HAZELWOOD, MO. - The numbers were so skewed, the Minnesota Wild were getting tons of credit for their astounding faceoff success ratio against the Blues through the first three games of their Western Conference first round series.
The Wild won 59 percent of the draws in Game 1, 63 percent in Game 2 and 58 percent in Game 3. Their captain, Mikko Koivu, after winning 48 percent of his draws in Game 1, won 67 percent (16 of 24) in Game 2 and an astounding 74 percent (23 of 31) in Game 3.
Well the numbers were more balanced in Game 4, with the Wild still holding an edge, but at 51 percent. There were plenty of delayed faceoff drops in the game, with linesmen Brian Murphy and Mark Shewchyk doing the honors. And it became a restless tactic for the 19,791 at Scottrade Center that was in attendance for an 8:45 p.m. puck drop, and it has become clear that on more occasions than not, skaters were being kicked out of the dot.
The Blues have said that Wild players "cheat" during faceoffs and made it clear to officials, thus the number of delays on faceoffs throughout Game 4.
These ploys are nothing new; players try to use whatever tactics they can, but officials were obviously paying attention last game.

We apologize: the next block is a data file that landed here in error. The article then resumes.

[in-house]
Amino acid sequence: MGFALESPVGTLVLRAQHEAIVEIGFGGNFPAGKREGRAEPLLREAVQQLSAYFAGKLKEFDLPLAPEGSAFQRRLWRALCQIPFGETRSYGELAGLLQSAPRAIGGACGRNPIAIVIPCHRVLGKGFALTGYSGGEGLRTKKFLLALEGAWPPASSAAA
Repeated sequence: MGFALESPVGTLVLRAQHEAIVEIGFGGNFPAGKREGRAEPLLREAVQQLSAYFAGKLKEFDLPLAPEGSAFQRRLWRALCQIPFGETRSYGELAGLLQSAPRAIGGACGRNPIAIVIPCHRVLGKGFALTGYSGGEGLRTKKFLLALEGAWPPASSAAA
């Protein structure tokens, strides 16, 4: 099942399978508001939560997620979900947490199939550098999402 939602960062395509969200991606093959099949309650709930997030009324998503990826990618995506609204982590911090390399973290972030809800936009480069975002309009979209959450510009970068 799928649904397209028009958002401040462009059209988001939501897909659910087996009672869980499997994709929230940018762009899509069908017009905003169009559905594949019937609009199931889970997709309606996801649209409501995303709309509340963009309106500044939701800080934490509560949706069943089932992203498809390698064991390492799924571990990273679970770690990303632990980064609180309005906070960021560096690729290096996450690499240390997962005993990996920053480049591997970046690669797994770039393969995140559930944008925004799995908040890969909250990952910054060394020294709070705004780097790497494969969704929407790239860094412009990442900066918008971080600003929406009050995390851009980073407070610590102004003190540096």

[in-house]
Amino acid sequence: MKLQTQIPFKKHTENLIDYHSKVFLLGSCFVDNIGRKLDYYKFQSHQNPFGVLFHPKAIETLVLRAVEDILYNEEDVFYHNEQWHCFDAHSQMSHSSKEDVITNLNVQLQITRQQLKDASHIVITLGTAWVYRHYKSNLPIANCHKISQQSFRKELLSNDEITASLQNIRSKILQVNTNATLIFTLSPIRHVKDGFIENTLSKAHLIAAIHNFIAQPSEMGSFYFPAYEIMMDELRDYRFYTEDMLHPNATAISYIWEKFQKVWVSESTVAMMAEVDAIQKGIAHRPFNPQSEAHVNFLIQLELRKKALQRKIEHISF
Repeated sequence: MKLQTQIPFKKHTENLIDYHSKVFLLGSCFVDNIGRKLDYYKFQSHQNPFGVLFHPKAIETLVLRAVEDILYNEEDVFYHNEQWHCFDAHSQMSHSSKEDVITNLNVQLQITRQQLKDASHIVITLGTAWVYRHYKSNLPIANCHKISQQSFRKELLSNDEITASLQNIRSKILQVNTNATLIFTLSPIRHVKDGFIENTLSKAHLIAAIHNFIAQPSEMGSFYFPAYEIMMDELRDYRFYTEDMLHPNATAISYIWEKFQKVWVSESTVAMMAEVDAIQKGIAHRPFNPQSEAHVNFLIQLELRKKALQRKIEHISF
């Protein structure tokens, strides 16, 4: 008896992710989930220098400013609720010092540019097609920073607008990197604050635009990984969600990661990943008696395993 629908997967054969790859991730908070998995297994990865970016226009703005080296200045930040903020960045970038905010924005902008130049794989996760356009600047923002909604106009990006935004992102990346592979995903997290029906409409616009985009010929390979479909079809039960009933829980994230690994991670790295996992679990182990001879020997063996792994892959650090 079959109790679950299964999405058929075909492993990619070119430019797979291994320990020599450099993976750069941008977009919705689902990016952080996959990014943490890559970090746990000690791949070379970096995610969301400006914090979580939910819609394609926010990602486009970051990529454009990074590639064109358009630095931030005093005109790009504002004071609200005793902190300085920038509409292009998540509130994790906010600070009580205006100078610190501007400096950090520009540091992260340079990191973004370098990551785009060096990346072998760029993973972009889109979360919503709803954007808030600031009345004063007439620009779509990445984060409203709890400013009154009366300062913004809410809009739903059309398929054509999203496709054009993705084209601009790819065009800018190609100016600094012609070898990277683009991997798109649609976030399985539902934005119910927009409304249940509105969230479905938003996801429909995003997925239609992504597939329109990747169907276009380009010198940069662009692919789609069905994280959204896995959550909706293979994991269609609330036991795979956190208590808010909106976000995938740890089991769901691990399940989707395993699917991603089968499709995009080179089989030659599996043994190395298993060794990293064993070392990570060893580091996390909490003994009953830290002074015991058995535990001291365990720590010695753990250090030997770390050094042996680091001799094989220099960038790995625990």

Blues left wing Vladimir Sobotka, who has been one of the better faceoff players for the Blues in the series, explained.
"In the defensive zone, they're supposed to be first with the stick on the ice and we come in second, so we should have a little advantage there, but they cheat a lot," Sobotka said. "We need to adjust that and try to cheat more too. They're not holding the stick on the ice so we need to have better timing.
"That's what happened last game. (The linesmen) tried to make it a clear faceoff. Sometimes they played the puck before it hits the ice. That's why we got kicked (out) or they got kicked (out)."
Center Kyle Brodziak wantd to make clear to fans why so many delays.
"I think they're trying to make the faceoff as fair as possible," Brodziak said of the linesmen. "When they drop the puck, the puck's supposed to hit the ice. They were hitting the puck (early) a lot so draws weren't going straight down so I think that's why they were kicking guys out.
"I know it slowed the pace of the game up quite a bit, but I know the linesmen were just trying to make the faceoffs as fair as possible."
Blues coach Mike Yeo tried initially to brush off the claim before explaining.
"Every game's a new game," Yeo said. "I haven't spent a whole lot of time thinking about that.
"Faceoffs are something that's been a big story right from the start. I think for the first three games we obviously didn't do real well in faceoffs. We're trying to do what we can to equal the advantage and we feel there's been some cheat on the other side. We're just trying to make sure we go in with the mindset that we're going to force everybody to be starting on equal terms."
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